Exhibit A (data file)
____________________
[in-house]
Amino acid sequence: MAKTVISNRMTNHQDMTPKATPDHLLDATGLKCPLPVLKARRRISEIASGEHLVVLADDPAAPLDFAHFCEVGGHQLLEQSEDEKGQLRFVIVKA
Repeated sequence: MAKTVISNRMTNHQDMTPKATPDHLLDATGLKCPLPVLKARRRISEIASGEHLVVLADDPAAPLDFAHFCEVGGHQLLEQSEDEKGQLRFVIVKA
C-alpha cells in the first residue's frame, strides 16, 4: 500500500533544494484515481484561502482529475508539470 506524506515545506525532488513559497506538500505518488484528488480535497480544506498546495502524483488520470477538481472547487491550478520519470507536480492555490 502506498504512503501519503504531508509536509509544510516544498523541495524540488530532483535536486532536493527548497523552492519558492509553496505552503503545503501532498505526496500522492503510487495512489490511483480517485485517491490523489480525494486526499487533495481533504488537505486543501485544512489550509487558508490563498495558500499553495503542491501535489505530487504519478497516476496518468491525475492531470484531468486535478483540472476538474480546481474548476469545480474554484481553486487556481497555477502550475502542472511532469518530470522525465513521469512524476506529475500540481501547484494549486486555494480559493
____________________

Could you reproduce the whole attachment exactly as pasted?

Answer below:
[in-house]
Amino acid sequence: MAKTVISNRMTNHQDMTPKATPDHLLDATGLKCPLPVLKARRRISEIASGEHLVVLADDPAAPLDFAHFCEVGGHQLLEQSEDEKGQLRFVIVKA
Repeated sequence: MAKTVISNRMTNHQDMTPKATPDHLLDATGLKCPLPVLKARRRISEIASGEHLVVLADDPAAPLDFAHFCEVGGHQLLEQSEDEKGQLRFVIVKA
C-alpha cells in the first residue's frame, strides 16, 4: 500500500533544494484515481484561502482529475508539470 506524506515545506525532488513559497506538500505518488484528488480535497480544506498546495502524483488520470477538481472547487491550478520519470507536480492555490 502506498504512503501519503504531508509536509509544510516544498523541495524540488530532483535536486532536493527548497523552492519558492509553496505552503503545503501532498505526496500522492503510487495512489490511483480517485485517491490523489480525494486526499487533495481533504488537505486543501485544512489550509487558508490563498495558500499553495503542491501535489505530487504519478497516476496518468491525475492531470484531468486535478483540472476538474480546481474548476469545480474554484481553486487556481497555477502550475502542472511532469518530470522525465513521469512524476506529475500540481501547484494549486486555494480559493